Cutting super will send retirement balances of Townsville women into freefall

Industry Super Australia

Townsville women’s super savings are dropping drastically behind Queensland and the nation, without urgent action to arrest the slide local women will keep falling further behind.

Women on the cusp of retirement have a median super balance of just $121,800 in the Herbert electorate and $142,800 in Dawson – both well below the $545,000 needed for a comfortable retirement.

While Townsville women’s balances are persistently lower than men throughout their life the gap rises to more than 50% in their 40s. It narrows slightly in their 50s but women in the electorate of Herbert still retire with more than a third less than men and in Dawson it is 23% less.

These stark figures highlight the need to lift the super rate as legislated from 9.5% to 12%.

Women on middle to low-income are the most likely to get the legislated super boost, lifting the rate will give them the power to choose how they live in retirement. Despite this the government has said it considering cutting the super rate increase.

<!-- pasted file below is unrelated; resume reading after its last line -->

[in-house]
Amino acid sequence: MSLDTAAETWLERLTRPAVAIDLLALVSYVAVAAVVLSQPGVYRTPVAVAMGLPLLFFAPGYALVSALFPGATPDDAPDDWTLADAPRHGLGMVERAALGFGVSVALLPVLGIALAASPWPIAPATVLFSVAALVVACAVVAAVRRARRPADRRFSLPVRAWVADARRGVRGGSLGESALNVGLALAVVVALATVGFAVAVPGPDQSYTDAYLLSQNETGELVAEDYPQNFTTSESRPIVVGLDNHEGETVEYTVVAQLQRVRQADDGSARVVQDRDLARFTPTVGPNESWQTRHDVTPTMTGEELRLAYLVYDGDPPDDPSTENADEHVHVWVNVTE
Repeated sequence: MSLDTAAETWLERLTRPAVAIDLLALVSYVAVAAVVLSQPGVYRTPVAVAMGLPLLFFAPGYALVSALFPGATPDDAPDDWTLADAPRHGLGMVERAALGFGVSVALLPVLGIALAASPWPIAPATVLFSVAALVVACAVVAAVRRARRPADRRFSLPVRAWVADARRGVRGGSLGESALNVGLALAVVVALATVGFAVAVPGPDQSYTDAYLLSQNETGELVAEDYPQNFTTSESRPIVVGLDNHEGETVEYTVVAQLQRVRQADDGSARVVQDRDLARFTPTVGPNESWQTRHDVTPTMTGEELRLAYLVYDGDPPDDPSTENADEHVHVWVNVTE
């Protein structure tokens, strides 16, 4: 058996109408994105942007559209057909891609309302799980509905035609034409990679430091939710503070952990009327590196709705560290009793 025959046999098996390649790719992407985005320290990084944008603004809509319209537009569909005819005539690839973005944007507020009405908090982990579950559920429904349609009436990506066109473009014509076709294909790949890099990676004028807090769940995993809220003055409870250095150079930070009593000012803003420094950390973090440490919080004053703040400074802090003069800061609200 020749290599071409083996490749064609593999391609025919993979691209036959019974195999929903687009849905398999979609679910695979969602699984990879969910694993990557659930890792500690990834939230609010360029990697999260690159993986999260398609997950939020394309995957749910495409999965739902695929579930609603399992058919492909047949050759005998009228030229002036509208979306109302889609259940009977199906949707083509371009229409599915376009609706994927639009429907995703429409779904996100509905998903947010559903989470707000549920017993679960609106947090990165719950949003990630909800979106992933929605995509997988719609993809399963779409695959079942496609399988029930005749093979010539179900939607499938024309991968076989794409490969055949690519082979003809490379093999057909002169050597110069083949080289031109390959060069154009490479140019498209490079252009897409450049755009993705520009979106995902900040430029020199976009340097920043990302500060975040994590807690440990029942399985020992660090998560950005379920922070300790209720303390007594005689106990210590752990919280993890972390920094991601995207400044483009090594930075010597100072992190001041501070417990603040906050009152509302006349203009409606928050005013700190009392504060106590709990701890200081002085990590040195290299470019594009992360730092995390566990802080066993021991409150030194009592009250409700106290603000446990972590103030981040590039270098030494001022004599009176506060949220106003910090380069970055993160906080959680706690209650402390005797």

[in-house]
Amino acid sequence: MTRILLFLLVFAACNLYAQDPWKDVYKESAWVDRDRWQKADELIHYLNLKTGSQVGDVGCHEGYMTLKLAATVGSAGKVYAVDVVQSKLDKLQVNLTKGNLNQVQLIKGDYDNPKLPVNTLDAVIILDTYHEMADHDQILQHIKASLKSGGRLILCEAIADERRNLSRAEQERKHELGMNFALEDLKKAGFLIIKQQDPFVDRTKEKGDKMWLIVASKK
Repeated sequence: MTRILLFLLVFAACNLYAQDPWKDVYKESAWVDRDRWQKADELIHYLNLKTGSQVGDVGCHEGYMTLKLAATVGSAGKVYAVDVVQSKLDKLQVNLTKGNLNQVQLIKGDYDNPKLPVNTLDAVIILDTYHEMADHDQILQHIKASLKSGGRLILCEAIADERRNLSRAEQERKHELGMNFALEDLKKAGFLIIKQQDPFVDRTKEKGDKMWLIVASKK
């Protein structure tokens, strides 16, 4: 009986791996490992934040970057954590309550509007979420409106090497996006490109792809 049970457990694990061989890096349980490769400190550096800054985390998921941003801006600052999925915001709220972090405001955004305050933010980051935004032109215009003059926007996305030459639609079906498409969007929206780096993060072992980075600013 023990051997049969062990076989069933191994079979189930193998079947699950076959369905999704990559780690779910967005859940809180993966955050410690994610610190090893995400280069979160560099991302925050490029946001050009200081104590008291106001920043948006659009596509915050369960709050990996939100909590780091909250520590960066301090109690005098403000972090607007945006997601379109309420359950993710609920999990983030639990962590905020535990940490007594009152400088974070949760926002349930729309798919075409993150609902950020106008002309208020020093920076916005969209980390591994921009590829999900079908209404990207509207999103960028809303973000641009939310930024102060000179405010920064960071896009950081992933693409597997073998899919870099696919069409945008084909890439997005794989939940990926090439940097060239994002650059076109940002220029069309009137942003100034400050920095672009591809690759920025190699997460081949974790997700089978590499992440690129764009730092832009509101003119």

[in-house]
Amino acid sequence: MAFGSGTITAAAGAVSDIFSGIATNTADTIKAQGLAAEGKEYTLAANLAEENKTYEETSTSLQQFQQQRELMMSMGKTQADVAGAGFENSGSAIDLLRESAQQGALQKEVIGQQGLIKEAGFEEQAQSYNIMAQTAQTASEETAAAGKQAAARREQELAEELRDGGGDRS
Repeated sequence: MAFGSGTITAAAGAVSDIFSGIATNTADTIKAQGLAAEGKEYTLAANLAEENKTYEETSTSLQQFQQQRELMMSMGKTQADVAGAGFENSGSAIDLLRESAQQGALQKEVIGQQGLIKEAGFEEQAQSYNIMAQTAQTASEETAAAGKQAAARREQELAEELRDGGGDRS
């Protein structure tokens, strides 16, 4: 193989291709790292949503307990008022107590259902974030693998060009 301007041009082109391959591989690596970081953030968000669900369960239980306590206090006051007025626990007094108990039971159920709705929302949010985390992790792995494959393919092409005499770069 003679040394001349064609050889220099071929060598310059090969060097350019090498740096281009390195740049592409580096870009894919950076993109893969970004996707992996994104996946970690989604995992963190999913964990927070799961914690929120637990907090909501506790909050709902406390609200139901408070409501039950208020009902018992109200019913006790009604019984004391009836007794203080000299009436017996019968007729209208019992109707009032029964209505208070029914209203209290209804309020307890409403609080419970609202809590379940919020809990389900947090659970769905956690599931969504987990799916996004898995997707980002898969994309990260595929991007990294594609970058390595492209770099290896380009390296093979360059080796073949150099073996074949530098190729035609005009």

A 30-year-old woman on the median wage could have up to $85,000 less at retirement if the super rate is cut, which could cause a generation of women to suffer further economic insecurity.

While the gender gap widens the government has been dragging its feet on other important reforms which will improve Townsville women’s retirement outcomes including:

· Paying super on every dollar earnt, including Commonwealth paid parental leave;

· Abolishing the $450 threshold where super is not paid unless you earn more than that a month, this greatly impacts women as they are more likely to have multiple part-time jobs;

· Failing to enact super splitting legislation, this streamlines the splitting of super assets and allows more women to get their fair share of super when a relationship ends.

A recent retirement survey, commissioned by ISA, found that on average women spend 12 years less in the full-time workforce than men, this time away from work is having a dramatic impact on their final super balance. One in three women retire with no super balance at all, according to a 2016 Senate report.

The government has said it is considering cutting the rate at 9.5% – even though government MPs – like George Christensen and Phillip Thompson – pocket more than 15% super on top of their parliamentary wages.

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